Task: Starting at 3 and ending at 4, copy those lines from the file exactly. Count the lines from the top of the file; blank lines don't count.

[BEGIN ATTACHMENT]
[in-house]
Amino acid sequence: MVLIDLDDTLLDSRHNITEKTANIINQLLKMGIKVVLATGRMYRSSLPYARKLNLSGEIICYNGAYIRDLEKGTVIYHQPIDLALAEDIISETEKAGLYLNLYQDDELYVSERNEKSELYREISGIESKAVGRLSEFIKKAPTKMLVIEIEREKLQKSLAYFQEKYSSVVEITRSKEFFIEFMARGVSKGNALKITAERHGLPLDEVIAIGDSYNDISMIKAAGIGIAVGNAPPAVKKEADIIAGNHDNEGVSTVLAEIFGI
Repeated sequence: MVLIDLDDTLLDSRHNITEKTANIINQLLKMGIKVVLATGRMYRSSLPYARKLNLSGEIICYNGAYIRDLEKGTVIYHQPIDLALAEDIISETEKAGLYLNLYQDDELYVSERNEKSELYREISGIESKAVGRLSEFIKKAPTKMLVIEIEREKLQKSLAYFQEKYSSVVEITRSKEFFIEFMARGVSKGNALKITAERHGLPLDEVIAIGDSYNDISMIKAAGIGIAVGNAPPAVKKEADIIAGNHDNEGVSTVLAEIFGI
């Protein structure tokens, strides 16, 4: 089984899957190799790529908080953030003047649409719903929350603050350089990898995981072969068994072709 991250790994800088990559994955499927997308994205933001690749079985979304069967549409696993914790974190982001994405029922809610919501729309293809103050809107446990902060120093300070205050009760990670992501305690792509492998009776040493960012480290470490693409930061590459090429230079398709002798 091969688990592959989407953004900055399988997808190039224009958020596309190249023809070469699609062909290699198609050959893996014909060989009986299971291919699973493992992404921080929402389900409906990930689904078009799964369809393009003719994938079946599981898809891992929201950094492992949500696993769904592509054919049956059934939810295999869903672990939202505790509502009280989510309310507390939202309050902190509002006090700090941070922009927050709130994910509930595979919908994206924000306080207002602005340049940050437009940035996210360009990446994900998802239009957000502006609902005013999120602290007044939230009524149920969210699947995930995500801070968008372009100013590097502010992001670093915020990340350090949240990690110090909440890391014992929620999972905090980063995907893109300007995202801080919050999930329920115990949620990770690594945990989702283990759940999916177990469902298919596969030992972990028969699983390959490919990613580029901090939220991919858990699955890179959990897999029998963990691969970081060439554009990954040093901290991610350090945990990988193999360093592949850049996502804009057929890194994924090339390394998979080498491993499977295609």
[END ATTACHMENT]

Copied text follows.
Repeated sequence: MVLIDLDDTLLDSRHNITEKTANIINQLLKMGIKVVLATGRMYRSSLPYARKLNLSGEIICYNGAYIRDLEKGTVIYHQPIDLALAEDIISETEKAGLYLNLYQDDELYVSERNEKSELYREISGIESKAVGRLSEFIKKAPTKMLVIEIEREKLQKSLAYFQEKYSSVVEITRSKEFFIEFMARGVSKGNALKITAERHGLPLDEVIAIGDSYNDISMIKAAGIGIAVGNAPPAVKKEADIIAGNHDNEGVSTVLAEIFGI
């Protein structure tokens, strides 16, 4: 089984899957190799790529908080953030003047649409719903929350603050350089990898995981072969068994072709 991250790994800088990559994955499927997308994205933001690749079985979304069967549409696993914790974190982001994405029922809610919501729309293809103050809107446990902060120093300070205050009760990670992501305690792509492998009776040493960012480290470490693409930061590459090429230079398709002798 091969688990592959989407953004900055399988997808190039224009958020596309190249023809070469699609062909290699198609050959893996014909060989009986299971291919699973493992992404921080929402389900409906990930689904078009799964369809393009003719994938079946599981898809891992929201950094492992949500696993769904592509054919049956059934939810295999869903672990939202505790509502009280989510309310507390939202309050902190509002006090700090941070922009927050709130994910509930595979919908994206924000306080207002602005340049940050437009940035996210360009990446994900998802239009957000502006609902005013999120602290007044939230009524149920969210699947995930995500801070968008372009100013590097502010992001670093915020990340350090949240990690110090909440890391014992929620999972905090980063995907893109300007995202801080919050999930329920115990949620990770690594945990989702283990759940999916177990469902298919596969030992972990028969699983390959490919990613580029901090939220991919858990699955890179959990897999029998963990691969970081060439554009990954040093901290991610350090945990990988193999360093592949850049996502804009057929890194994924090339390394998979080498491993499977295609």